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The Law Commission's Consultation on Corporate Criminal Liability – a second bite of the cherry or a measured approach to a thorny issue?


United Kingdom

The Law Commission has commenced a consultation with stakeholders in relation to the current law on corporate criminal liability, specifically whether the law can be reformed to facilitate more effective criminal offences to attach to corporations, their directors and senior management. The consultation runs from 9 June to 31 August 2021.
The catalyst for the Law Commission's consultation derives from the difficulties with the prosecution of corporates and the prosecutorial authorities inhibited ability to hold companies and LLPs to account for criminal offences.
This is largely due to the identification principle, which is the central doctrine attaching criminal liability to corporates and which many prosecutorial authorities consider to be insufficient for modern corporate offending. The identification principle stipulates that where a particular mental state is required such as intent, recklessness or dishonesty, a company can only be found guilty if someone who represents the company's "directing mind and will" has that requisite mental state. This may lead to a conviction for a small or medium sized company, who may have a sole director, but it often fails to account for large organisations with multiple subsidiaries, offices or business divisions often involving complex decision making structures.
The Law Commission recognise that corporate criminal liability differs in other jurisdictions with a potential wider net of liability. This includes vicarious liability or quasi-strict liability doctrines. Similarly the Law Commission also recognise that in recent years, Parliament has created strict liability corporate 'failing to prevent' offences, notably the failure to prevent bribery under the Bribery Act 2010 or the failure to prevent the facilitation of tax evasion under the Criminal Finances Act 2017. The only defence to these offences is where the corporate has adequate procedures in place to prevent the conduct.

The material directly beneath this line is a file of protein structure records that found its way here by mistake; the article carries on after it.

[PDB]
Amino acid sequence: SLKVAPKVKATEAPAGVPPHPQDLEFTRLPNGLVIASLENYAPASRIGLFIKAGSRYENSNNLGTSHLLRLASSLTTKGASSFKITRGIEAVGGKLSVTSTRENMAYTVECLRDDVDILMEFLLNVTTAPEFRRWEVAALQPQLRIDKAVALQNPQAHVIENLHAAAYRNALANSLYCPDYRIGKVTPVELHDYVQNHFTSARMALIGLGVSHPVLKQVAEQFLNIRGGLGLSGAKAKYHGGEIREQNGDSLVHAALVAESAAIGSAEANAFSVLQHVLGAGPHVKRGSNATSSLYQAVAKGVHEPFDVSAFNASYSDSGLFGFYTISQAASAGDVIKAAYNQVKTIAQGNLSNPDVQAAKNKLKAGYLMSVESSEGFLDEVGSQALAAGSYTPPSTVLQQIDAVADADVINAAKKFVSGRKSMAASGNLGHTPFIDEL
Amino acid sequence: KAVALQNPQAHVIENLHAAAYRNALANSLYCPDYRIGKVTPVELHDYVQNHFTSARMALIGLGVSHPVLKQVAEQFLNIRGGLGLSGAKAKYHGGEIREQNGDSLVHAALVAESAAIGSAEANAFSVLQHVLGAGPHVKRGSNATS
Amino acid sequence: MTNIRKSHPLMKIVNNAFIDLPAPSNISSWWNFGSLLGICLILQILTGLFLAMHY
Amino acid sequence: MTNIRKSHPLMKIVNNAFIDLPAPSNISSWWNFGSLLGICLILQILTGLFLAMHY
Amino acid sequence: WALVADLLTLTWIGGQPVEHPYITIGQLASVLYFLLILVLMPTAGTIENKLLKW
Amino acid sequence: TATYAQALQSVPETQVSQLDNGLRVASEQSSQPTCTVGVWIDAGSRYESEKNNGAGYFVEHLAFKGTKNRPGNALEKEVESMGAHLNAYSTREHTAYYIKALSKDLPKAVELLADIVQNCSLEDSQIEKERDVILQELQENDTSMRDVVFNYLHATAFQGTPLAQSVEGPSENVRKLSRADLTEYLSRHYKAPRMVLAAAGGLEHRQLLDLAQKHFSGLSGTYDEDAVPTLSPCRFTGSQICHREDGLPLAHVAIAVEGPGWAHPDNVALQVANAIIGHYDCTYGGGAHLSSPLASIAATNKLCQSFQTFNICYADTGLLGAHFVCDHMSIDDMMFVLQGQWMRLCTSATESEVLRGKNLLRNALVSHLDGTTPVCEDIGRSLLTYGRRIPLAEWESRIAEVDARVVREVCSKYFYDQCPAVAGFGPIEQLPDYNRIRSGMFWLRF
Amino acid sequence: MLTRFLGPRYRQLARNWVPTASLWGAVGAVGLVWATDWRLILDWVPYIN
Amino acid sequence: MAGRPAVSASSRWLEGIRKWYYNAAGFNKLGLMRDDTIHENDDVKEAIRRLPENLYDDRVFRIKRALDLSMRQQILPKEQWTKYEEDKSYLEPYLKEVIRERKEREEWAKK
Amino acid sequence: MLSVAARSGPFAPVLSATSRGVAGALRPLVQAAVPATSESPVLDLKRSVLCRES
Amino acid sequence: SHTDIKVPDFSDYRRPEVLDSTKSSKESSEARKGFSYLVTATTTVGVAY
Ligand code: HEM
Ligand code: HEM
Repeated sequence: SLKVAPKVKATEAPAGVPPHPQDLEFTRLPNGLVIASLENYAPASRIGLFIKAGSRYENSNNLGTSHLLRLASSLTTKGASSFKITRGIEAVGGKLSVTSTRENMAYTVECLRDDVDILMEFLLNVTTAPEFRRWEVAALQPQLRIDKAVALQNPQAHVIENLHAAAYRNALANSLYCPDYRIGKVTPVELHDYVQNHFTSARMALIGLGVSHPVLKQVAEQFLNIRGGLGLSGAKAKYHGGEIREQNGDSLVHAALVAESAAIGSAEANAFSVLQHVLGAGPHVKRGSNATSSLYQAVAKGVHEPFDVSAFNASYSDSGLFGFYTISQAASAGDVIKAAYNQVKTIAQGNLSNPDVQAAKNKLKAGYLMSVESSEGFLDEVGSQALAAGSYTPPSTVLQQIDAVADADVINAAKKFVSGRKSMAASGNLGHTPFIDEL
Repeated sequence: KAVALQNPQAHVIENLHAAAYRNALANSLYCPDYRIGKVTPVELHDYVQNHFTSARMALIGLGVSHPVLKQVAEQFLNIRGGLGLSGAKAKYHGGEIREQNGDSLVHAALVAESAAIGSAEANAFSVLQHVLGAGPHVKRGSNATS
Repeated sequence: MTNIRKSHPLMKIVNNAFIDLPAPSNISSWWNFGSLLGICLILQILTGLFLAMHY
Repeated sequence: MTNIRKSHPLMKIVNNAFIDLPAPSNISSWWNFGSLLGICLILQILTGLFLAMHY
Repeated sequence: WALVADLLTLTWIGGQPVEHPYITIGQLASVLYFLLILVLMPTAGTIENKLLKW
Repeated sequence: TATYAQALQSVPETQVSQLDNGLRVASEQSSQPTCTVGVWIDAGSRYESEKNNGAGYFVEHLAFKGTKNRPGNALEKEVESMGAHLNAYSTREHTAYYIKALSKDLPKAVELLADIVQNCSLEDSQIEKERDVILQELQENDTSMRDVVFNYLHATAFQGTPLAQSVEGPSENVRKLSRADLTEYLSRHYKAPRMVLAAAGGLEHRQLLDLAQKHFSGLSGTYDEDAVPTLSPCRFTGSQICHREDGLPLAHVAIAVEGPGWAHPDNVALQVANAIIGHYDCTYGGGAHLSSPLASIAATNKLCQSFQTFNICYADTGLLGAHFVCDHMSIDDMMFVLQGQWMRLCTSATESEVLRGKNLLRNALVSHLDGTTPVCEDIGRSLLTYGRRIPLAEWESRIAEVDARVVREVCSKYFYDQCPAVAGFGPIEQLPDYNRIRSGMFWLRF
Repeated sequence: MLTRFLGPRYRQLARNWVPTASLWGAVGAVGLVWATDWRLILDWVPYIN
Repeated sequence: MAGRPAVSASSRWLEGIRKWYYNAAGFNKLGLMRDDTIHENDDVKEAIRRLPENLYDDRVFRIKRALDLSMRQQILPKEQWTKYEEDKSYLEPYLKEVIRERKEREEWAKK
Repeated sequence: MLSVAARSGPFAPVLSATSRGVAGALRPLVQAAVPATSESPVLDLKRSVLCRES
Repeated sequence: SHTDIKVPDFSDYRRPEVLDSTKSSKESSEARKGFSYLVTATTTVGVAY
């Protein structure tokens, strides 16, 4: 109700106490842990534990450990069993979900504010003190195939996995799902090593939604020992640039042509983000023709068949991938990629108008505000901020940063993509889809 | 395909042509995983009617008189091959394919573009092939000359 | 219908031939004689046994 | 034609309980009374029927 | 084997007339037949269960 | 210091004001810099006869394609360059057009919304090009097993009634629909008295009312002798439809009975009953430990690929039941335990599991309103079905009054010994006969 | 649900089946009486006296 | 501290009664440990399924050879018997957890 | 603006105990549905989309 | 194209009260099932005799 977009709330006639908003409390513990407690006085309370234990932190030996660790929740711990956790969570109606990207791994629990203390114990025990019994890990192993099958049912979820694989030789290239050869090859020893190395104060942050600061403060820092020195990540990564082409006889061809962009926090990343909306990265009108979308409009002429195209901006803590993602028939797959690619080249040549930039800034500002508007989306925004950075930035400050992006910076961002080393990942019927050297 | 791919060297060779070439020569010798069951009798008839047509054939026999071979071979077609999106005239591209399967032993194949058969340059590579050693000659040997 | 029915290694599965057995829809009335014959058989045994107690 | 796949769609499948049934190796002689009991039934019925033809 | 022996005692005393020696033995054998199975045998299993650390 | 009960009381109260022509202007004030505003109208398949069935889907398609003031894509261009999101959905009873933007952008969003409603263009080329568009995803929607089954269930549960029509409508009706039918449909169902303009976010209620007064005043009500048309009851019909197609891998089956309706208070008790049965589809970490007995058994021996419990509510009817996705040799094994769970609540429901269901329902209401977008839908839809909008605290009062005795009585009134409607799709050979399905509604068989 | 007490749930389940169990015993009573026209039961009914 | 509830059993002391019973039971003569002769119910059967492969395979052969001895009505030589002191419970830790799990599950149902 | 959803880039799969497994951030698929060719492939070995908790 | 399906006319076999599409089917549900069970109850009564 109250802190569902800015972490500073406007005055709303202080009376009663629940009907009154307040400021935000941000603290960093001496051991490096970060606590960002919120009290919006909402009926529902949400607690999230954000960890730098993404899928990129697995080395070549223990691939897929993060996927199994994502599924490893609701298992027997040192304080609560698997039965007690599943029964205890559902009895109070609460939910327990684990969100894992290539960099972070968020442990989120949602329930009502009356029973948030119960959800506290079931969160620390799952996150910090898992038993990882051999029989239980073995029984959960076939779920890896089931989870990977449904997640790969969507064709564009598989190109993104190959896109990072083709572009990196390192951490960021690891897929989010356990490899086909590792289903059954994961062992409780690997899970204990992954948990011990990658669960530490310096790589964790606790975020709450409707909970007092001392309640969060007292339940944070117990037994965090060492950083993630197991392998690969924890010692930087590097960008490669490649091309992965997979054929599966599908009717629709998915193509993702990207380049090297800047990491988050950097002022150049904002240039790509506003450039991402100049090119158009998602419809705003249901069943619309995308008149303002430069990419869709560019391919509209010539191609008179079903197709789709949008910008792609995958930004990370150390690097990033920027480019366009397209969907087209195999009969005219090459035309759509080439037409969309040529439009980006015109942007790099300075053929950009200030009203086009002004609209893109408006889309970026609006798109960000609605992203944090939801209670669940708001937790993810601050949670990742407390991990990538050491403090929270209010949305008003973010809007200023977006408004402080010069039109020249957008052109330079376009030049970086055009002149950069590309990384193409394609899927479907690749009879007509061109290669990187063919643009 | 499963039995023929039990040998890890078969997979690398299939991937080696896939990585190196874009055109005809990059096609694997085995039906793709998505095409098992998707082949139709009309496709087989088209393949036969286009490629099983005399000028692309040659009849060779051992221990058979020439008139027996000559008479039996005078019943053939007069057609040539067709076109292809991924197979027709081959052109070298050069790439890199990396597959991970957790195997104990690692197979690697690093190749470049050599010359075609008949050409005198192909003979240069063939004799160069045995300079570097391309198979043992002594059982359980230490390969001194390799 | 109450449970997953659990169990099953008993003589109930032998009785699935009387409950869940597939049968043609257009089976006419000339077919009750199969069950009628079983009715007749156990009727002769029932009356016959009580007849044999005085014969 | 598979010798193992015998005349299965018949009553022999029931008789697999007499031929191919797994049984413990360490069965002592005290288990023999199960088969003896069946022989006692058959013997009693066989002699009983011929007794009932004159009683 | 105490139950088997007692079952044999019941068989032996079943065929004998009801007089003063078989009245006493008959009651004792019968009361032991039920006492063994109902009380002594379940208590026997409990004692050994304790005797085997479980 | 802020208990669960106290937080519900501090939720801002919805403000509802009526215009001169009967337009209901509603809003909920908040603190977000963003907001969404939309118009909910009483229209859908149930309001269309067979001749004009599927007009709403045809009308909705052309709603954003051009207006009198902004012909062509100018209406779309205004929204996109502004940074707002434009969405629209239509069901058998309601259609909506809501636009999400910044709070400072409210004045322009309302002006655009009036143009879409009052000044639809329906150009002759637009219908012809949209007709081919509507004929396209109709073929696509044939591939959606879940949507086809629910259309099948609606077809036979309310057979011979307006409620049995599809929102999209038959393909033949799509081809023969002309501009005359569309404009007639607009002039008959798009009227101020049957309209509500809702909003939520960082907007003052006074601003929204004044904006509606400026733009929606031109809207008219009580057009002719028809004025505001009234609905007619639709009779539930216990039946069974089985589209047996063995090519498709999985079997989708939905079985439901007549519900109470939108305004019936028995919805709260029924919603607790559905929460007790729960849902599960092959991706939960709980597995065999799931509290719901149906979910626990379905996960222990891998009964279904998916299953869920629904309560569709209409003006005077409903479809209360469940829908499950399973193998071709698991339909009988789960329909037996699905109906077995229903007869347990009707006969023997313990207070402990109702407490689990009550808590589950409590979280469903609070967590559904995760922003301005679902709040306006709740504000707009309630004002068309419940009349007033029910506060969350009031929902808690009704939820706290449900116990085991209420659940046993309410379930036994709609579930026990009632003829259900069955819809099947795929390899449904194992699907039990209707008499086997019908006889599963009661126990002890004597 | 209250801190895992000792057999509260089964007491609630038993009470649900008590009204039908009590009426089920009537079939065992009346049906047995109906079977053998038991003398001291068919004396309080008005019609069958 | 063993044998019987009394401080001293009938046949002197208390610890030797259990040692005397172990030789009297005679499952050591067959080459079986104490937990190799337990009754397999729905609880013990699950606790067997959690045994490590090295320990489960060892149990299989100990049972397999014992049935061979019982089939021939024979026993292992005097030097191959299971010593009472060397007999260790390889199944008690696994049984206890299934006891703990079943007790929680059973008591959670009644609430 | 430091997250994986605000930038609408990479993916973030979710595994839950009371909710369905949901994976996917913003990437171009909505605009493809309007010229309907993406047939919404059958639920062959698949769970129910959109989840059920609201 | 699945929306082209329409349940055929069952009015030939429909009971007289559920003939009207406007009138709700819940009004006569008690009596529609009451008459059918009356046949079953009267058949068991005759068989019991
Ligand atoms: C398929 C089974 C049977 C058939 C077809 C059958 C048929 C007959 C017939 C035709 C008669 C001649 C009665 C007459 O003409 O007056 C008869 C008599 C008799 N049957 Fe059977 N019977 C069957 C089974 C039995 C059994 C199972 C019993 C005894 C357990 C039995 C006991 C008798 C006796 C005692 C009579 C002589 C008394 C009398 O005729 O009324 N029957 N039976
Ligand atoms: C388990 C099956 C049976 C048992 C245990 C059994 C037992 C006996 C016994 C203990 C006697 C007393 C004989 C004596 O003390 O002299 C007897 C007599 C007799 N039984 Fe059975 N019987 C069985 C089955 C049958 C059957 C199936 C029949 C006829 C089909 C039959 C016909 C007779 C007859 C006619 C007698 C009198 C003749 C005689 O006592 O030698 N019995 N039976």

The Law Commission's Consultation is the consequence of a previous Government consultation in 2017 concerning reforms to corporate liability for economic crime, the outcome of which was that the Government needed further evidence to consider the position more carefully. Given the potentially wide-ranging impact that any reforms to the law in this area will have on business, we welcome the Law Commission's involvement (particularly given the attempt earlier this year to introduce a 'failure to prevent' offence for FCA regulated businesses through the backdoor – see Financial Services Bill: The "failure to prevent" offence raises its head again | Fieldfisher).
Although this may be considered by some as a second bite of the cherry on the same issues that have been addressed before, the previous consultation was inconclusive on how to deal with the issue of corporate criminal liability (e.g. only 51.6% of respondents considered that a 'failure to prevent' offence should be introduced for economic crime more widely), and the Law Commission's remit is wider than examining economic crime in isolation. Any shift in the doctrines of corporate criminal liability are likely to have a profound effect on economic crimes such as fraud, false accounting and money laundering and how businesses approach the risks associated with them. It is accordingly important that changes to the law should not be made without full consultation and proper consideration of their impact. 
Fieldfisher will be responding to the Law Commission and will be inviting clients and contacts with an interest in this area to provide comments for the purposes of a collective response. If you have any comments in the meantime, please do not hesitate to contact Nicola Sewell and Elliott Kenton.

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